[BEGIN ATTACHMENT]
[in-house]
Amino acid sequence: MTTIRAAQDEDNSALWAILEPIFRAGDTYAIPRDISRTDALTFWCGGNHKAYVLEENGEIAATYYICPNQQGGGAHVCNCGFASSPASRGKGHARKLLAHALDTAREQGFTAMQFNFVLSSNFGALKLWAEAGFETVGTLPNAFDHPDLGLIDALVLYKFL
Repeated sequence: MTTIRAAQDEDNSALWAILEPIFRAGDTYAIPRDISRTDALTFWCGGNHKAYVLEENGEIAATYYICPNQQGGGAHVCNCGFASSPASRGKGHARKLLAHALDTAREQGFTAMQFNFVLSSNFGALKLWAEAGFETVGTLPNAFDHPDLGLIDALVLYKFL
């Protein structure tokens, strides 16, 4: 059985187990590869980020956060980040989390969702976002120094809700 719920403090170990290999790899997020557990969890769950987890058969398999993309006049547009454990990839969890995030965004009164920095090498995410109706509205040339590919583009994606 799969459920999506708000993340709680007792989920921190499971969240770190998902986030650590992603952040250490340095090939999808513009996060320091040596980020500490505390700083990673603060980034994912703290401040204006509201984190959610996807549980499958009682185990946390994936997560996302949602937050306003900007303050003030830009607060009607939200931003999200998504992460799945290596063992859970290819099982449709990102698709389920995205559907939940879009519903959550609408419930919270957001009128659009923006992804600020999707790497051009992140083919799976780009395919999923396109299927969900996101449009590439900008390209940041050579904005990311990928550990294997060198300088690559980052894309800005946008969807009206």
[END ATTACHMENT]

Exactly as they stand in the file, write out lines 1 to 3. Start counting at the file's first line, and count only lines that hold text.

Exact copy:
[in-house]
Amino acid sequence: MTTIRAAQDEDNSALWAILEPIFRAGDTYAIPRDISRTDALTFWCGGNHKAYVLEENGEIAATYYICPNQQGGGAHVCNCGFASSPASRGKGHARKLLAHALDTAREQGFTAMQFNFVLSSNFGALKLWAEAGFETVGTLPNAFDHPDLGLIDALVLYKFL
Repeated sequence: MTTIRAAQDEDNSALWAILEPIFRAGDTYAIPRDISRTDALTFWCGGNHKAYVLEENGEIAATYYICPNQQGGGAHVCNCGFASSPASRGKGHARKLLAHALDTAREQGFTAMQFNFVLSSNFGALKLWAEAGFETVGTLPNAFDHPDLGLIDALVLYKFL